Tuesday, December 8, 2009

Palin has near miss with a tomato

In Minnesota at the Mall Of America, at one of those tardfests called a book-signing, I believe,

Conserva-tard Sarah Palin nearly got pasted by a tomato-wielding moron

who has the throwing abilities of

Corky from Life Goes On. A cop got smershed by the juicy projectile, making our imbecile here a mere footnote compared to this guy.

Anyway you can read about this here, here and here.

I can’t decide whether Sarah Palin really is babealicious or not.

OTOH, Gina Gershon still got the goods.

Tiger-free, so far!

What do these three media whores have in common? Tiger Woods completely missed bonking them! Perhaps The Woodster does have some discriminating taste, after all!

Monday, December 7, 2009

Palin intentionally funny at Gridiron Club

The Palinator and U.S. Rep Barney Frank were the main course at the Washington press corps Gridiron Club holiday roast . With a little ghostwriting help from Eric Schnure, Al Gore’s former speechwriter, the future talk show host 2012 Republican Presidential candidate delivered some zingers at her liberal media tormentors.

Did I mention Barney Frank was there? I think he wowed the press with his imiation of Mister Magoo – not the Jim Backus version,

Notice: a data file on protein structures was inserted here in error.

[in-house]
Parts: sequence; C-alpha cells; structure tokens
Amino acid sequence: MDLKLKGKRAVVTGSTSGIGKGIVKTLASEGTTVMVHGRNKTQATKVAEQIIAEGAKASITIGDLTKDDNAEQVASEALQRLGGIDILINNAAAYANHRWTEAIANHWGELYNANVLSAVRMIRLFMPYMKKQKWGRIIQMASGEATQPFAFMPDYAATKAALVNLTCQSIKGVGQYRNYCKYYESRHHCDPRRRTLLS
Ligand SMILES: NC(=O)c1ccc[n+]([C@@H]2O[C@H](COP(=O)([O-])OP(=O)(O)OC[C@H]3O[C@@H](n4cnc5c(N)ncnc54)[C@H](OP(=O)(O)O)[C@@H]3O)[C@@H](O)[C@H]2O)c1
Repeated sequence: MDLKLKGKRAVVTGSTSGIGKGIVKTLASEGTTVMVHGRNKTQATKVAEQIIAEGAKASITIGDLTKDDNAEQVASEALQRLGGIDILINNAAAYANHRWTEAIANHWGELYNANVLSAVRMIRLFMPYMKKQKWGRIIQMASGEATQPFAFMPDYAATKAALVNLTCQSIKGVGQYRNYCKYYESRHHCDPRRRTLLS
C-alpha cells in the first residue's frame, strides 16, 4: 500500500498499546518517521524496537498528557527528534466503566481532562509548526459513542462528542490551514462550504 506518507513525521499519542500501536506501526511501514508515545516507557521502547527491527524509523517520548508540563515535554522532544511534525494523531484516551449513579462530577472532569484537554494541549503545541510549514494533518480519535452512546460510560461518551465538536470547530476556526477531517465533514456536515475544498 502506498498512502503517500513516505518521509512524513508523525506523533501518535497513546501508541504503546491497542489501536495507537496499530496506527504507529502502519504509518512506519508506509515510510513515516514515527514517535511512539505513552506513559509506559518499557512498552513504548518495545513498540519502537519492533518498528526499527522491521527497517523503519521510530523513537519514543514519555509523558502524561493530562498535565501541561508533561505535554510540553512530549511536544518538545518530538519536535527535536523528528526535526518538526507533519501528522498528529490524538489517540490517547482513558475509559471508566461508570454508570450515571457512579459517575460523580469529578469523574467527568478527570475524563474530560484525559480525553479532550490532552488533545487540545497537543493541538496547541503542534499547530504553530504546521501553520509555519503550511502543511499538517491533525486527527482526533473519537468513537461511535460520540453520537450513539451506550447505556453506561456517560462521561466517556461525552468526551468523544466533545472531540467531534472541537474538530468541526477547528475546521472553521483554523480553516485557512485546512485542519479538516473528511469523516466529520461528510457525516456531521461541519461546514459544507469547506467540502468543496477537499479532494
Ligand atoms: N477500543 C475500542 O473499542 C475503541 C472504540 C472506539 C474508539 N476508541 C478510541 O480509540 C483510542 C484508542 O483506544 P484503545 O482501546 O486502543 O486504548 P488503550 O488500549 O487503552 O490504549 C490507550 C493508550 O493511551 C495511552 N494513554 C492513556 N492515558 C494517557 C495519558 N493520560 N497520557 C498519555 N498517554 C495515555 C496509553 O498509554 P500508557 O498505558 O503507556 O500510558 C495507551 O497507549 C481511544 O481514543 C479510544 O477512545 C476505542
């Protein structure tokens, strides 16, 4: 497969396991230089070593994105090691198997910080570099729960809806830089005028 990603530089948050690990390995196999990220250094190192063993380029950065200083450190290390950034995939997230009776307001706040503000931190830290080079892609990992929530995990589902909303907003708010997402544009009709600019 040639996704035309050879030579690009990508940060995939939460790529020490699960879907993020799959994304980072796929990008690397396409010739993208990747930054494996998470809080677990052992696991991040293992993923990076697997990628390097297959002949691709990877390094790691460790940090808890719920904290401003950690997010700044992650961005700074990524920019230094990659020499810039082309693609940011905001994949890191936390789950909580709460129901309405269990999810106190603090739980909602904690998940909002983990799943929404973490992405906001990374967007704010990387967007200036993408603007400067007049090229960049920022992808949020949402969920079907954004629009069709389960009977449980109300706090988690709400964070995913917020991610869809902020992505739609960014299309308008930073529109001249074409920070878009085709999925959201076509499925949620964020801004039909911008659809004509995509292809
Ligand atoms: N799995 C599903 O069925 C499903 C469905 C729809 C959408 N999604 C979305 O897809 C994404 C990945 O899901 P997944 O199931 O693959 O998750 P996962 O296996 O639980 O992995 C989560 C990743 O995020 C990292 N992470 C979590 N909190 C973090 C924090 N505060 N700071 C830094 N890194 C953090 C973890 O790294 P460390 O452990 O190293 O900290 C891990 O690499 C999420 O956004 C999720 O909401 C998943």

this version. Yeah, I hated it, too.

Sunday, November 29, 2009

White House posts party crashers photo to its Flickr site

Unless you’ve been under a rock the last few days, the big stories are Black Friday, Tiger Woods, and that pair of reality tards who snuck into the White House.  Even though the White House is embarrassed at this screw-up, they’ve helpfully posted the photos on their official Flickr page.  Money quote from the woman’s Facebook page: “I hope you will join me at the next featured event I support or endorse in the Washington DC region.”  Like she’ll be able to do that from the slammer.  And check these photos.  Aren’t those the Marines who are supposed to be, um, safeguarding the President from tards like this?  And Joe, wipe that sloppy used car salesman grin off your face.  Meanwhile, check Katie Couric here.  She’s thinking, “Who is this pale, thin person?” (Memo to the Dynamic Duo- I’d call home if I were you, as the Secret Service would very much like a moment.)13341_183864406877_101907941877_2806771_3673961_n13341_183864396877_101907941877_2806770_8073486_n

Thursday, February 14, 2008

Cramer talking us down too